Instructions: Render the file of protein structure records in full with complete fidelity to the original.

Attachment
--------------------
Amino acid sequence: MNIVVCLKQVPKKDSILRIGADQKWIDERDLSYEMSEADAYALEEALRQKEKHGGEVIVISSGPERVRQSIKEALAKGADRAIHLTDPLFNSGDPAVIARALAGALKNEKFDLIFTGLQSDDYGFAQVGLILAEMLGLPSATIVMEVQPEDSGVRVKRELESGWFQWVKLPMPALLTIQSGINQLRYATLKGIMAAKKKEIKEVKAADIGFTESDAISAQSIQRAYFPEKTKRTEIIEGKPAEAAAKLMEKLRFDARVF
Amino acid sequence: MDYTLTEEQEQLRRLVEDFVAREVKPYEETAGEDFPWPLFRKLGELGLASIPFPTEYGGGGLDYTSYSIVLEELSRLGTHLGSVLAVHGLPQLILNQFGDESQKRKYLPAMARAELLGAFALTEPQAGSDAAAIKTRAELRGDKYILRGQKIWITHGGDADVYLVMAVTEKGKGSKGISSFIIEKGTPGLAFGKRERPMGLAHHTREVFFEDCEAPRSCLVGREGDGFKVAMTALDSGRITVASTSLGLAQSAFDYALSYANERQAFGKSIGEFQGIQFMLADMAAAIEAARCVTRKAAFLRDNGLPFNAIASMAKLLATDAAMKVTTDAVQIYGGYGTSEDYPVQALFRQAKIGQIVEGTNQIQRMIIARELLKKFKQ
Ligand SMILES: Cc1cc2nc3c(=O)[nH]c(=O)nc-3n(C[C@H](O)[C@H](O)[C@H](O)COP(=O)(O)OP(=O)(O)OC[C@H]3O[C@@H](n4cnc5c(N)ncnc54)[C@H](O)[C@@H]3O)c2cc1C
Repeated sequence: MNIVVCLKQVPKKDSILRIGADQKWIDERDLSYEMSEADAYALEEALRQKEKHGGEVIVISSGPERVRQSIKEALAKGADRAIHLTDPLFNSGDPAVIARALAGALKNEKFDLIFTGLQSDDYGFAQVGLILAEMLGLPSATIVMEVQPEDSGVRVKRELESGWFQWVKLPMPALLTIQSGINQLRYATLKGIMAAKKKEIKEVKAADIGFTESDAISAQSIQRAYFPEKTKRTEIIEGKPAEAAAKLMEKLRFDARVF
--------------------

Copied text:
Amino acid sequence: MNIVVCLKQVPKKDSILRIGADQKWIDERDLSYEMSEADAYALEEALRQKEKHGGEVIVISSGPERVRQSIKEALAKGADRAIHLTDPLFNSGDPAVIARALAGALKNEKFDLIFTGLQSDDYGFAQVGLILAEMLGLPSATIVMEVQPEDSGVRVKRELESGWFQWVKLPMPALLTIQSGINQLRYATLKGIMAAKKKEIKEVKAADIGFTESDAISAQSIQRAYFPEKTKRTEIIEGKPAEAAAKLMEKLRFDARVF
Amino acid sequence: MDYTLTEEQEQLRRLVEDFVAREVKPYEETAGEDFPWPLFRKLGELGLASIPFPTEYGGGGLDYTSYSIVLEELSRLGTHLGSVLAVHGLPQLILNQFGDESQKRKYLPAMARAELLGAFALTEPQAGSDAAAIKTRAELRGDKYILRGQKIWITHGGDADVYLVMAVTEKGKGSKGISSFIIEKGTPGLAFGKRERPMGLAHHTREVFFEDCEAPRSCLVGREGDGFKVAMTALDSGRITVASTSLGLAQSAFDYALSYANERQAFGKSIGEFQGIQFMLADMAAAIEAARCVTRKAAFLRDNGLPFNAIASMAKLLATDAAMKVTTDAVQIYGGYGTSEDYPVQALFRQAKIGQIVEGTNQIQRMIIARELLKKFKQ
Ligand SMILES: Cc1cc2nc3c(=O)[nH]c(=O)nc-3n(C[C@H](O)[C@H](O)[C@H](O)COP(=O)(O)OP(=O)(O)OC[C@H]3O[C@@H](n4cnc5c(N)ncnc54)[C@H](O)[C@@H]3O)c2cc1C
Repeated sequence: MNIVVCLKQVPKKDSILRIGADQKWIDERDLSYEMSEADAYALEEALRQKEKHGGEVIVISSGPERVRQSIKEALAKGADRAIHLTDPLFNSGDPAVIARALAGALKNEKFDLIFTGLQSDDYGFAQVGLILAEMLGLPSATIVMEVQPEDSGVRVKRELESGWFQWVKLPMPALLTIQSGINQLRYATLKGIMAAKKKEIKEVKAADIGFTESDAISAQSIQRAYFPEKTKRTEIIEGKPAEAAAKLMEKLRFDARVF